The Golha radio programs (Flowers of Persian Song and Poetry) comprise 1578 radio programs consisting of approximately 847 hours of music and poetry broadcast on an Iranian government-owned radio station over a period from 1956 through 1979.
These programs are made up of literary commentary with the declamation of poetry, which is sung with musical accompaniment, interspersed with solo musical pieces. For the 23 years that these programs were broadcast, all the most eminent literary critics, poetry reciters, singers, composers and musicians in Iran were invited to participate in them. The Golha programs consist of several separate series of programs having the slightly different emphasis in content. The separate programs are named Golhaye Tazeh, Rangarang, Barge Sabz, Javidan, and Yek Shakheh Gol.
The programs were exemplars of excellence in the sphere of music and refined examples of literary expression, making use of a repertoire of over 250 classical and modern Persian poets, setting literary and musical standards that are still looked up to with admiration in Iran today and referred to by scholars and musicians* as an encyclopedia of Persian music and Persian poetry. They marked a watershed in Persian culture, following which music and musicians gained respectability. Heretofore, music had been practiced behind closed doors. Where performed in public spaces, the performers had been tarred with the same brush as popular street minstrels. Until the advent of these programs, it had been taken for granted that any female performers and musicians were less than respectable. Due to the high literary and musical quality of these programs, public perception of music and musicians in Iran shifted, its participants came to be considered—virtually for the first time in Persian history of the Islamic period—as maestros, virtuosos, divas and adepts of a fine art, and no longer looked down upon as cabaret singers or denigrated as street minstrels.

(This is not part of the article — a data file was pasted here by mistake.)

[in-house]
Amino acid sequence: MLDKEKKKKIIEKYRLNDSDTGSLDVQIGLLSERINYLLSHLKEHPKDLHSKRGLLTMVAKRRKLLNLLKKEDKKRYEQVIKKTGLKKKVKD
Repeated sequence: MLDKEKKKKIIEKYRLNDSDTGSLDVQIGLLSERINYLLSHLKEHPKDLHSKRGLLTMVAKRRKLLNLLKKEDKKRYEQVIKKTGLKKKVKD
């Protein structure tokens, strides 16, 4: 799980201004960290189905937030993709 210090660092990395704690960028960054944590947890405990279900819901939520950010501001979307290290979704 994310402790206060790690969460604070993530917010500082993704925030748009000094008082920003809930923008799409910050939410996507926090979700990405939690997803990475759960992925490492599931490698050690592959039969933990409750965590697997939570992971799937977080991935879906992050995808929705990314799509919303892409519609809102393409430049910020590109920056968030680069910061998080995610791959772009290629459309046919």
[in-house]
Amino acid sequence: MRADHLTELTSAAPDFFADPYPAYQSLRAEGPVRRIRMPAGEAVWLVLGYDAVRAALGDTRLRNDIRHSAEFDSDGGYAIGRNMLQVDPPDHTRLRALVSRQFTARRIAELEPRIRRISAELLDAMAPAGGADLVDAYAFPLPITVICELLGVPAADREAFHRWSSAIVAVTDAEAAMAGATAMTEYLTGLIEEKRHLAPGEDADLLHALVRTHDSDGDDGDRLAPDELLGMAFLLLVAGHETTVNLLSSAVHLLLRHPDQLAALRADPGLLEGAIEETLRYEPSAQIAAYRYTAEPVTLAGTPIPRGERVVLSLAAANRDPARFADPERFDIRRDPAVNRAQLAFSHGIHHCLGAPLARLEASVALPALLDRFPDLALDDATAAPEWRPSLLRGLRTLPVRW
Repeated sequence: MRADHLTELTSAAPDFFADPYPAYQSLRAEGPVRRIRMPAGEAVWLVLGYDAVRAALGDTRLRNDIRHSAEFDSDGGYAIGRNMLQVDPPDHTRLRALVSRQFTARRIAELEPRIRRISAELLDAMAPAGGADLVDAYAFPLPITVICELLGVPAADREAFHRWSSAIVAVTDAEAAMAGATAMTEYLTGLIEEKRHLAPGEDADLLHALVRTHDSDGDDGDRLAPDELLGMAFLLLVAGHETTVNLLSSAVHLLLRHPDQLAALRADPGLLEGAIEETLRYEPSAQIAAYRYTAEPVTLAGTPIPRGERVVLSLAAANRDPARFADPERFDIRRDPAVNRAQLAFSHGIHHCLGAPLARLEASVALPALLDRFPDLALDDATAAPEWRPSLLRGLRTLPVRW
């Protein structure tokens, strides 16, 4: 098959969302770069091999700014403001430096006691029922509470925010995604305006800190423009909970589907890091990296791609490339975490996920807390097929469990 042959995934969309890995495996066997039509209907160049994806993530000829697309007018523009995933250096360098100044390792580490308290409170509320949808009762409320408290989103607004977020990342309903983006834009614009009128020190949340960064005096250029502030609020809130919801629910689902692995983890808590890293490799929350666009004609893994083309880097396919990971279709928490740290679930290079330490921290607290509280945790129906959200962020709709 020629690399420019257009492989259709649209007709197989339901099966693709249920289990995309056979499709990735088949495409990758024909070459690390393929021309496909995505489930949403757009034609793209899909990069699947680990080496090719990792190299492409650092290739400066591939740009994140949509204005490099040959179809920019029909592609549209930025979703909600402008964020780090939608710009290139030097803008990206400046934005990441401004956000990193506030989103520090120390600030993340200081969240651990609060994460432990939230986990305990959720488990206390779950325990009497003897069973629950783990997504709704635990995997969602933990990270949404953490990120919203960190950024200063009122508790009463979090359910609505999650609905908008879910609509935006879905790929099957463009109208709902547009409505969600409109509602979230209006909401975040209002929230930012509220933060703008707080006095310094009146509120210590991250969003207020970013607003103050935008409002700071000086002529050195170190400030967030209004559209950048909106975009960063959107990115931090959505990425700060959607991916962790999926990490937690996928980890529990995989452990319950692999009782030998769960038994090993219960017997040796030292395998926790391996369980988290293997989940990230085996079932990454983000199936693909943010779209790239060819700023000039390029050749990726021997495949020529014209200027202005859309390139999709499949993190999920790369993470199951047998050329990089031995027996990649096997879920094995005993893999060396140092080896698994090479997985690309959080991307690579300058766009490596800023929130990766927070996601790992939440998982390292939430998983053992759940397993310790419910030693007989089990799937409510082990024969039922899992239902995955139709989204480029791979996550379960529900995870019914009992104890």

The Golha programs were broadcast on a government-owned radio station, and they all came to an end with the arrival of the Iranian political revolution in 1979. During the early post-1979 years, music and song were considered counter-revolutionary and frowned upon. Many of the Golha artists permanently emigrated from Iran and many who remained ceased performing in public for a number of years. Female singers had been among the stars of the Radio Golha programs. The revolutionaries outlawed female solo singing. Women were free to continue to play musical instruments, and to sing in choruses, and to sing a solo in front of all-female audiences, but the recording of female solo singing was banned. That was a big departure from the spirit of Radio Golha.
Homayoun Khorram, a violinist who was one of the Golha musicians, commented 25 years after the close of the show: "The Golha programs should be considered to be a veritable audio treasury of the history of traditional Persian Music. Considering the incredible efforts that went into producing these programs and their strong influence on society, they are still considered today to be the best resource for our music. It is very appropriate and important that these programs be preserved and passed on to future generations."